×
OR

By continuing, I agree to GINX' Terms and Conditions

OR
Please enter a valide email address

Already a GINX member? Sign in

CHOOSE YOUR USERNAME
›

Your username is how other community members will see you. Ever dreamt of being called JohnWick ? Now is the time.

Back
Rocket League
Rocket League
World

Rocket League guide: Covering the backboard

You know what the worst thing is about Rocket League? No, it’s not the occasional server lag. Or the fact I once felt the need to purchase the Proteus DLC. Nope, the worst thing about Rocket League is, in fact, conceding goals. That DLC was pretty poor though.

Rocket League Proteus art

So tip number one is that conceding goals is bad. The rest of this guide - and for the next few weeks after this - is how to defend like the pros and make sure you concede as rarely as you possibly can. Our first lesson is to defend the backboard. Learn this one simple trick and you’ll be keeping clean sheets faster than you can say “the Proteus is a weird little car with creepy pincery arm things and I can’t believe Cole wasted his money on purchasing it”!

 

Why should I defend the backboard?

Great players use the backboard to devastating effect, purposely shooting high and then following through to score against the hapless goalkeeper from a horrible angle. https://www.youtube.com/watch?v=2j4jiqCvdK4 Covering the backboard stops this filth in its tracks. Your car is already sat there, waiting, as your opponent lines up his hit. This means they’ll either change their mind and take a weak shot that can easily be saved, or you’ll be on hand to bat the ball away if they do still choose to shoot above the goal. Keep an eye on Fireburner covering the backboard in the timestamped clip below, meaning his teammates - who are both in net - aren’t forced to make a tough read. https://youtu.be/ny3yw4YVIhU?t=2248 On the other hand, look at the panic that sets in to the NRG defence when Dignitas attack their backboard and no one is covering it!

 

How do I cover the backboard?

Instead of aerialling, the easiest and most boost-effective way to cover the backboard is to drive up the ramp of the wall. Once you’re up there, you can stay there as long as you need. It sometimes is necessary to aerial up though, especially if you’re approaching the backboard from in front of the goal itself. If you’re aerialling, make sure it’s a fast launch aerial to save yourself some boost and get there faster. Once you’re on the backboard, you should usually aim for your own corners when swiping the ball away. Going for pure distance can just gift the ball to your opponents, as we can see from Fireburner here:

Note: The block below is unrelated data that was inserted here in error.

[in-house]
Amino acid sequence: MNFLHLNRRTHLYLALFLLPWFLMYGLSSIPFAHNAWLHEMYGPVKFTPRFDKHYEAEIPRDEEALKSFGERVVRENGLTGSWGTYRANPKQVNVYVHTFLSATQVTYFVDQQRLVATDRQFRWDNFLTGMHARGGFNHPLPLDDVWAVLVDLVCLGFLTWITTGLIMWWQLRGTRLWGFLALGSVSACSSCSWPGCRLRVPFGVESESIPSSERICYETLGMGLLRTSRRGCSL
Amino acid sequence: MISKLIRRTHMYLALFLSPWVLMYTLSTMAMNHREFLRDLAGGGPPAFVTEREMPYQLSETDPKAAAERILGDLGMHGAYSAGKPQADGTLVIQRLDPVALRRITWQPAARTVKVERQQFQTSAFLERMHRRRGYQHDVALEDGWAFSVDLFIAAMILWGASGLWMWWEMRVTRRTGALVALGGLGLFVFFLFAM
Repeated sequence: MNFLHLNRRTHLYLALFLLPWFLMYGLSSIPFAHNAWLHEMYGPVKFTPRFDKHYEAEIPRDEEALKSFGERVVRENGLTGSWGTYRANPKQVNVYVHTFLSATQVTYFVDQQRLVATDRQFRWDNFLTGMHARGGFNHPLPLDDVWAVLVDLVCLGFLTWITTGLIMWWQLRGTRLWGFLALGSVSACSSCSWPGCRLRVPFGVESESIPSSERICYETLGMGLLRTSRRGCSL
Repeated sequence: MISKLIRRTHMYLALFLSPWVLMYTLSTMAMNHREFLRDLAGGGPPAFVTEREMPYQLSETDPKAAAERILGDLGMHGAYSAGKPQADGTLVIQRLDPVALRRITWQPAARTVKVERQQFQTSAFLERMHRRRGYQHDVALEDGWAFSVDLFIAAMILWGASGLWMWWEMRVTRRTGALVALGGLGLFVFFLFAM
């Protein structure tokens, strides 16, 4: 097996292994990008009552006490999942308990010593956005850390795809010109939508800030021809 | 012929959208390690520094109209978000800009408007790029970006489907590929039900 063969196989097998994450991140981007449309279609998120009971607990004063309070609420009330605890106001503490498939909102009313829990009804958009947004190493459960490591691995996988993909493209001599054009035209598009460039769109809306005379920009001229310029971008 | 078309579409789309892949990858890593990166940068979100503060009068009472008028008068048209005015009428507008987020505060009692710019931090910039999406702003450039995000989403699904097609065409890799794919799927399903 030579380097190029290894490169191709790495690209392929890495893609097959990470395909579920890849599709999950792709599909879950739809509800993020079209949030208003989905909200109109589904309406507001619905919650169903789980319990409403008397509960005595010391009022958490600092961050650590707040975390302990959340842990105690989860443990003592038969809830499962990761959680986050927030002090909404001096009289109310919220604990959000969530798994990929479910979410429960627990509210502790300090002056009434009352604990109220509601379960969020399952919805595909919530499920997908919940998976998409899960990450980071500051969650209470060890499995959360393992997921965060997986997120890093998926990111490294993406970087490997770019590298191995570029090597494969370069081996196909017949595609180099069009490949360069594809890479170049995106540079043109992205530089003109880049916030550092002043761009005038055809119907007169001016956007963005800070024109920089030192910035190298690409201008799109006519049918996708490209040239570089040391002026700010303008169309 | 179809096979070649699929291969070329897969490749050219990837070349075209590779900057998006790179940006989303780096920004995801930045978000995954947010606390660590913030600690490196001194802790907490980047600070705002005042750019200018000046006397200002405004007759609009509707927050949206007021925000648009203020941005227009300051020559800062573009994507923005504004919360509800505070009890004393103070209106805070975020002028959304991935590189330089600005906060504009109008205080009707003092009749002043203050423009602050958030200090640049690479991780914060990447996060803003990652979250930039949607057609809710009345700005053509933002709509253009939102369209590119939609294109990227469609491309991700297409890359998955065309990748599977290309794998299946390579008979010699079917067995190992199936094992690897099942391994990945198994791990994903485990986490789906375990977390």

When should I cover the backboard?

It’s sometimes better to ignore the space above the goal completely and head straight for your score-net itself. But here’s a list of when you should really really cover that Backy-B:

  • Your teammate is already covering the goal.
  • Your opponent does not have a shooting angle, so will definitely aim for the backboard.
  • Your opponent is dribbling the ball from the corner near your goal.
  • Your opponent is aerialling from very high up, meaning they’re likely to go for a double tap aerial.

With that last example, you should still be able to easily save the ball from above if they do decide to shoot. But remember…

 

Saving direct shots from above ain’t easy

So your opponent’s taken a snapshot and you’re stuck above your goal. Saving it’s simple, right? Just fall down and dodge downwards at the right time. But that last part - dodging at the ‘right time’ - is easier said than done. That’s because you can’t dodge downwards. Instead, your car flattens out horizontally a split second after you press the dodge button. Keep this in mind when making Spiderman saves, otherwise you’ll end up locking out just above the ball, which will roll in beneath you. Here’s a very entertaining section of a brilliant old tutorial (written by a very handsome and talented ginger!) to fully explain this concept via the medium of video.

Covering the backboard makes you at-least-slightly-better at defending. But there will still be times when you need to aerial away a bouncing backboard ball from above. These are horrible to read, and the best way to practice is by using Torment’s training pack. Let us know if these tips helped, or anything else you’ve been wondering about, in the comments!